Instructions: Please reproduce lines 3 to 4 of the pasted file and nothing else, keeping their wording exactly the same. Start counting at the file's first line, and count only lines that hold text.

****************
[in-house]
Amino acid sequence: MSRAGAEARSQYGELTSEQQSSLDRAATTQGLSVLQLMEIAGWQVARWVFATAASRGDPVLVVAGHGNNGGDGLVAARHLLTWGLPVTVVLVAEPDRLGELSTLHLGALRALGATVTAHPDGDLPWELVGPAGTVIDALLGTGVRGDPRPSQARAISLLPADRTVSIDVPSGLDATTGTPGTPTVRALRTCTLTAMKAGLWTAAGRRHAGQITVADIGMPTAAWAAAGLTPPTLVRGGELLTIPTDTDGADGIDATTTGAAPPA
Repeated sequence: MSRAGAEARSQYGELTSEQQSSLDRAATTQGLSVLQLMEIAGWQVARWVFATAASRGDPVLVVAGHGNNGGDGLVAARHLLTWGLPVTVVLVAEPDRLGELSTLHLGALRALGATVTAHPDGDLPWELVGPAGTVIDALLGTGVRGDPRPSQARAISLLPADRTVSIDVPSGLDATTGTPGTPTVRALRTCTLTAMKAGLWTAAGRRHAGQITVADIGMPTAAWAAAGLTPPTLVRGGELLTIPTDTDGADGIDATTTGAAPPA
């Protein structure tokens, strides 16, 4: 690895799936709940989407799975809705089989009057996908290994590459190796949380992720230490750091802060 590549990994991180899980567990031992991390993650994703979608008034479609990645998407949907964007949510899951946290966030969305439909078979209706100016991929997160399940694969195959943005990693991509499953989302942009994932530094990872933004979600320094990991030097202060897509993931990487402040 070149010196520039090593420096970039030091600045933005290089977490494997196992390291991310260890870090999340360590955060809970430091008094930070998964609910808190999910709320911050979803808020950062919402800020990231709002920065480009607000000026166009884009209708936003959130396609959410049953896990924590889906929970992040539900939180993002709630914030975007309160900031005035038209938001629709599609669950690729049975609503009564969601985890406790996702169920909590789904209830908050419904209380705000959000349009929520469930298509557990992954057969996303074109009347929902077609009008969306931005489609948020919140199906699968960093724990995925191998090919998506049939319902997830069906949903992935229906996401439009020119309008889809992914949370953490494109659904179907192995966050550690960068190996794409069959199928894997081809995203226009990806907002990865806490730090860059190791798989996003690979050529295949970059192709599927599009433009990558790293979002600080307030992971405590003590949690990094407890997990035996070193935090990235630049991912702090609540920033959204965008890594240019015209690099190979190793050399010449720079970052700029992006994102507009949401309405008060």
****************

Repeated sequence: MSRAGAEARSQYGELTSEQQSSLDRAATTQGLSVLQLMEIAGWQVARWVFATAASRGDPVLVVAGHGNNGGDGLVAARHLLTWGLPVTVVLVAEPDRLGELSTLHLGALRALGATVTAHPDGDLPWELVGPAGTVIDALLGTGVRGDPRPSQARAISLLPADRTVSIDVPSGLDATTGTPGTPTVRALRTCTLTAMKAGLWTAAGRRHAGQITVADIGMPTAAWAAAGLTPPTLVRGGELLTIPTDTDGADGIDATTTGAAPPA
């Protein structure tokens, strides 16, 4: 690895799936709940989407799975809705089989009057996908290994590459190796949380992720230490750091802060 590549990994991180899980567990031992991390993650994703979608008034479609990645998407949907964007949510899951946290966030969305439909078979209706100016991929997160399940694969195959943005990693991509499953989302942009994932530094990872933004979600320094990991030097202060897509993931990487402040 070149010196520039090593420096970039030091600045933005290089977490494997196992390291991310260890870090999340360590955060809970430091008094930070998964609910808190999910709320911050979803808020950062919402800020990231709002920065480009607000000026166009884009209708936003959130396609959410049953896990924590889906929970992040539900939180993002709630914030975007309160900031005035038209938001629709599609669950690729049975609503009564969601985890406790996702169920909590789904209830908050419904209380705000959000349009929520469930298509557990992954057969996303074109009347929902077609009008969306931005489609948020919140199906699968960093724990995925191998090919998506049939319902997830069906949903992935229906996401439009020119309008889809992914949370953490494109659904179907192995966050550690960068190996794409069959199928894997081809995203226009990806907002990865806490730090860059190791798989996003690979050529295949970059192709599927599009433009990558790293979002600080307030992971405590003590949690990094407890997990035996070193935090990235630049991912702090609540920033959204965008890594240019015209690099190979190793050399010449720079970052700029992006994102507009949401309405008060």